In addition to his customary portraits, Taylor introduces anonymous farm workers captured from WPA-era photographs. A more deliberate hand is at work on these portraits, elevating what could be simple documentation to that of a religious or imperial icon. On the gallery floor will be rows of dirt intended to mimic freshly plowed fields and a stately dinner table with a chandelier hanging overhead. The juxtaposition of manual labor versus genteel living creates a charged atmosphere, recalling the history of black American labor, as well as the realities of all forms of blue-collar work.
In this exhibition Taylor returns to a mainstay of his practice, using readily available materials to create social commentary. He routinely scours the neighborhood surrounding his Chinatown studio for discarded items, repurposing them into installations imbued with memories of oppression and the abuses of authority. The overall impact effectively demonstrates the subjective nature of equality within the United States.
Henry Taylor (born in Oxnard, California, 1958) received his bachelor of arts from California Institute of the Arts and has had solo exhibitions at MOMA PS1, Santa Monica Museum of Art, and Studio Museum in Harlem. He has been included in numerous group exhibitions, including Blues for Smoke, Museum of Contemporary Art, Los Angeles and Whitney Museum of American Art, New York; Made in LA, Los Angeles Municipal Art Gallery, Los Angeles; Human Nature: Contemporary Art from the Collection, Los Angeles County Museum of Art, Los Angeles; and 30 Americans, Rubell Family Collection, Miami, FL and North Carolina Museum of Art, Raleigh, NC.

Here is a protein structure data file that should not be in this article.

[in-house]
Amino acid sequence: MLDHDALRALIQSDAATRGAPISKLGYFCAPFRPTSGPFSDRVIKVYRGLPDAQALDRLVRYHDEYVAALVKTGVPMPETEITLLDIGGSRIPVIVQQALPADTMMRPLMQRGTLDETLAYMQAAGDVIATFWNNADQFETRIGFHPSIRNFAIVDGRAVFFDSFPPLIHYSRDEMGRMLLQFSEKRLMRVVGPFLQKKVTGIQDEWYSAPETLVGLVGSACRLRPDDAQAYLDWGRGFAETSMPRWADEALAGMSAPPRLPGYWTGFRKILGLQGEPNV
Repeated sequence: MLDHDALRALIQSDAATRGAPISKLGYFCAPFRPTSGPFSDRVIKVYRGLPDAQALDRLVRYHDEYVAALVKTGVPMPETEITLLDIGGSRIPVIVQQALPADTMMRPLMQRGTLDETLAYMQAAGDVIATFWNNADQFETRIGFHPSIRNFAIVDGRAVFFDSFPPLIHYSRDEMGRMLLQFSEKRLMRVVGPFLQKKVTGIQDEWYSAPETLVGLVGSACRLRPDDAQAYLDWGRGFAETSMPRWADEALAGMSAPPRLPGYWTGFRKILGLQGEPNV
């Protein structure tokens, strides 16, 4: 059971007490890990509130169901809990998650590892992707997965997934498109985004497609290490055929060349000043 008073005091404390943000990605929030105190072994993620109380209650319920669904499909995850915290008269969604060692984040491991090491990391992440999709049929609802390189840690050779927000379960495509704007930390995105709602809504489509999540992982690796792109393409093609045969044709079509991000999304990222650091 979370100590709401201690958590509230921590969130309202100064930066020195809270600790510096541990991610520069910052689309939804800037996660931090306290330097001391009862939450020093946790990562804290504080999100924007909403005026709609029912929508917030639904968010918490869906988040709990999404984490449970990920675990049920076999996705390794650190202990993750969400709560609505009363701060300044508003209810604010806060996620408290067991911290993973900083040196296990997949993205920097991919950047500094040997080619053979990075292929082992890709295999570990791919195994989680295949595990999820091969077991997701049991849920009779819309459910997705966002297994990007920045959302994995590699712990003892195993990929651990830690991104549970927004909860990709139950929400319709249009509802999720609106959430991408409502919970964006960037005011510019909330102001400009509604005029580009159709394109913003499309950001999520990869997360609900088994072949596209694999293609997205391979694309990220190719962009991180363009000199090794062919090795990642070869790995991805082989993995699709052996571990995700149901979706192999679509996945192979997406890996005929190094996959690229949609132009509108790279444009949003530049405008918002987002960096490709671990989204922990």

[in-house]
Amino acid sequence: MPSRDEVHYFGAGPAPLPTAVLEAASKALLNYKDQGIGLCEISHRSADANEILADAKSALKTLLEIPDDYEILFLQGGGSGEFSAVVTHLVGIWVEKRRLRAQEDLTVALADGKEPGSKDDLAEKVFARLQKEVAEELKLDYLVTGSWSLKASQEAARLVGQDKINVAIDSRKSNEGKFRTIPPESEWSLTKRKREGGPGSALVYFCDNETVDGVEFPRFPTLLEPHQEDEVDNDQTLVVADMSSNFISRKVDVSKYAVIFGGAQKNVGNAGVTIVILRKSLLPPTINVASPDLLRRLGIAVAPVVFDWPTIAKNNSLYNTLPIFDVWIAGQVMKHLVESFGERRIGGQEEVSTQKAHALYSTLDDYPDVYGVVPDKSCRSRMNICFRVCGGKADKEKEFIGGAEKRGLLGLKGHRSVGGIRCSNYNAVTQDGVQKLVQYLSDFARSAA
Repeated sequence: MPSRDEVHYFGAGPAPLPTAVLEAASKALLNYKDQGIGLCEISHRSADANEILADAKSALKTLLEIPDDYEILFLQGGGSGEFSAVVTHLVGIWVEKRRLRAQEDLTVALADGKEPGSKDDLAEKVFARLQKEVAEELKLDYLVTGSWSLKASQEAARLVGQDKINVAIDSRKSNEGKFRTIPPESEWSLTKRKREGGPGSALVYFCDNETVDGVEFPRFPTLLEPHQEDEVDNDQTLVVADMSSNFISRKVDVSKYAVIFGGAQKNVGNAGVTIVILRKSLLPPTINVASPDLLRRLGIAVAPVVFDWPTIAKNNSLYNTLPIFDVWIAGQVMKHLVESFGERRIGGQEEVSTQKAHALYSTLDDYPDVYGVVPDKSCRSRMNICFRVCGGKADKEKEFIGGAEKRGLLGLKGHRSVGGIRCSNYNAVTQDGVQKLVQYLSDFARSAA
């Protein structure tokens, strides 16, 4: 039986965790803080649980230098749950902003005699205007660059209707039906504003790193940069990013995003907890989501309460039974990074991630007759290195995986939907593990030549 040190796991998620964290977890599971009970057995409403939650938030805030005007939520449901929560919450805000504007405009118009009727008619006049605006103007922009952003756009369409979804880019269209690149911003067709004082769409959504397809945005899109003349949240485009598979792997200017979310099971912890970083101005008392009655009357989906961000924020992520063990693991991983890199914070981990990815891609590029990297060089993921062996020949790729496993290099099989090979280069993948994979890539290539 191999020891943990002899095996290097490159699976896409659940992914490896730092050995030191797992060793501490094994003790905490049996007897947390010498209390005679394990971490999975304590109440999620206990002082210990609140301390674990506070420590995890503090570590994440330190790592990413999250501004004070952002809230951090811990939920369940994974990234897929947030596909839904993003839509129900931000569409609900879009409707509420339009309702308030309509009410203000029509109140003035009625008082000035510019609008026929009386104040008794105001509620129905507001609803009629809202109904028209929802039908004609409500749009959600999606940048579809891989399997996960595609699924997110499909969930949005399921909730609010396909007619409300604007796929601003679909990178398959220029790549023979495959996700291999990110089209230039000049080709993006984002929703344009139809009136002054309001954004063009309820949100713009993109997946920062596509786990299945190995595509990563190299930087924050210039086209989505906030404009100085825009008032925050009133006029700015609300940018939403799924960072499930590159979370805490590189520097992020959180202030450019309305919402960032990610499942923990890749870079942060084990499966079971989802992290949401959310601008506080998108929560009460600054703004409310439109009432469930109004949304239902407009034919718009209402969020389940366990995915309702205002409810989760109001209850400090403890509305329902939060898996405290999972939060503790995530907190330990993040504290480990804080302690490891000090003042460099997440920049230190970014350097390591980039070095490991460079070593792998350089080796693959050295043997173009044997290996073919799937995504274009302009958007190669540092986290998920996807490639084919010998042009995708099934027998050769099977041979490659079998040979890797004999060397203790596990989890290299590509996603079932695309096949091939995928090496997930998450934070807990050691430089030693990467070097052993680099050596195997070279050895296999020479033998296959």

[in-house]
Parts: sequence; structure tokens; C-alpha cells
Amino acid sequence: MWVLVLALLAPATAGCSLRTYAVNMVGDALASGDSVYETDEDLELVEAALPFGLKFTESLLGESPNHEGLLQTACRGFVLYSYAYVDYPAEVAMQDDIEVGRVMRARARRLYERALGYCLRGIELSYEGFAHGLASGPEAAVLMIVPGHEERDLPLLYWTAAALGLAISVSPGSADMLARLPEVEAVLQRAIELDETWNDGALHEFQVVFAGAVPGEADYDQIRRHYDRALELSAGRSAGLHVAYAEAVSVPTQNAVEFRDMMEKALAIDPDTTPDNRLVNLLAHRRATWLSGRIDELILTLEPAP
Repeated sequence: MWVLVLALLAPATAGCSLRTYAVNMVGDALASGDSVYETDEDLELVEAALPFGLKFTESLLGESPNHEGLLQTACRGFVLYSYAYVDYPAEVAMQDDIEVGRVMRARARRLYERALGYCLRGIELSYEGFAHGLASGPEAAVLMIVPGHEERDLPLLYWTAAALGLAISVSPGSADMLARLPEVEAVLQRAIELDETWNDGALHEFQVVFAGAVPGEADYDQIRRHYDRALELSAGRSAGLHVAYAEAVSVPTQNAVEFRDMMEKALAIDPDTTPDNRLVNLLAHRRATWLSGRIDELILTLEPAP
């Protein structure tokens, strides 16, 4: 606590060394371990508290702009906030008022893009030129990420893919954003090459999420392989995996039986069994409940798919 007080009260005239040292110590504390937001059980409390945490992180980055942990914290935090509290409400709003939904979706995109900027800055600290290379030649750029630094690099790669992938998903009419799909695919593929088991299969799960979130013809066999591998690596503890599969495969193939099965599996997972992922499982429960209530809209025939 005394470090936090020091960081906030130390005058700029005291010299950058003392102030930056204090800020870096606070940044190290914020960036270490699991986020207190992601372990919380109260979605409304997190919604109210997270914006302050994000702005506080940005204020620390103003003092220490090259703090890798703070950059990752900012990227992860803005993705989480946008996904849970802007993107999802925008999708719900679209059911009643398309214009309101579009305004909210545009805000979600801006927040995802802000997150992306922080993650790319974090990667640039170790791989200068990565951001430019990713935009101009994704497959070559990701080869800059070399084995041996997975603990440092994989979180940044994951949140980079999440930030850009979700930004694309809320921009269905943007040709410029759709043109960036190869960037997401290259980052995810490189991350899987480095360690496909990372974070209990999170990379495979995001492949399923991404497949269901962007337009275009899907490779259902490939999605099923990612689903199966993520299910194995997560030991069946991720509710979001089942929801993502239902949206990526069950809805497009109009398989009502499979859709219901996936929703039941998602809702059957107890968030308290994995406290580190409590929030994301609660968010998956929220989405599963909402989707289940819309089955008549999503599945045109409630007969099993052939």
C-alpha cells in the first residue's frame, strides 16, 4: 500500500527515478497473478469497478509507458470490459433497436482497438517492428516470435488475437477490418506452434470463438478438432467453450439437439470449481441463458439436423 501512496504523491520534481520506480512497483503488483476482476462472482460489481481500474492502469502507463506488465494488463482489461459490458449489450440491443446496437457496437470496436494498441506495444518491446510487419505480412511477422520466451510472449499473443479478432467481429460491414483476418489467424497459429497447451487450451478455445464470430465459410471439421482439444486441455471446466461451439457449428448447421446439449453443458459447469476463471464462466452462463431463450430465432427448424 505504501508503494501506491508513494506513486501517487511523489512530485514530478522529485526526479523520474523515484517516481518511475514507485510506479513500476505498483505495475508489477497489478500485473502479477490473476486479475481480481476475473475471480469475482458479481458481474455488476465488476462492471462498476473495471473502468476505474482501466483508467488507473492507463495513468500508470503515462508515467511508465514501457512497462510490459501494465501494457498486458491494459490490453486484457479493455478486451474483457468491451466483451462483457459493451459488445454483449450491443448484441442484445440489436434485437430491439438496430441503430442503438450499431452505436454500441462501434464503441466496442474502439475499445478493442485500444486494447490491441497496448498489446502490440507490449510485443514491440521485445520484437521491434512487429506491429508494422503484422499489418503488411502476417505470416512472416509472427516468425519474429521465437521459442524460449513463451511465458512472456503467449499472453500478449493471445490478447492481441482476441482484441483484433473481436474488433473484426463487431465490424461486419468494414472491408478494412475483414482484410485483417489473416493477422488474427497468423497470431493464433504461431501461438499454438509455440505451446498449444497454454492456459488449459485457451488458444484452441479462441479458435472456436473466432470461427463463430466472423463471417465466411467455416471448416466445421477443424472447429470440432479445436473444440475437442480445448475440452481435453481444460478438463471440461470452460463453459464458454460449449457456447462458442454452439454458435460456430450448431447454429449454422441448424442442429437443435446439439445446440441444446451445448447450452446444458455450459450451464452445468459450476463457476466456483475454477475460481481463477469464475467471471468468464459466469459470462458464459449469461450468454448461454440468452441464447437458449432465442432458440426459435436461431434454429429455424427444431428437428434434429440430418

LOS ANGELES, CALIFORNIA 90034
T: +1 310.836.2062
F: +1 310.836.2104
VARIOUS SMALL FIRES (VSF) is a gallery in Los Angeles operated by ESTHER KIM VARET.
It opened its doors to the public in January 2012.
We are located on Abbot Kinney Boulevard, the main commercial street of Venice Beach. Venice is the home of Los Angeles’ original avant-garde of the 60s and 70s. In homage to this legacy, VARIOUS SMALL FIRES borrows its name from local artist Ed Ruscha’s conceptual book, “Various Small Fires and Milk,” self-published in 1964.
1212 Abbot Kinney Boulevard
Los Angeles, California 90291
office hours: Tuesday - Saturday, 12-6pm
telephone: 1 (310) 426-8040
1212 ABBOT KINNEY BLVD., LOS ANGELES, CA 90291 U.S.A. +1-310-426-8040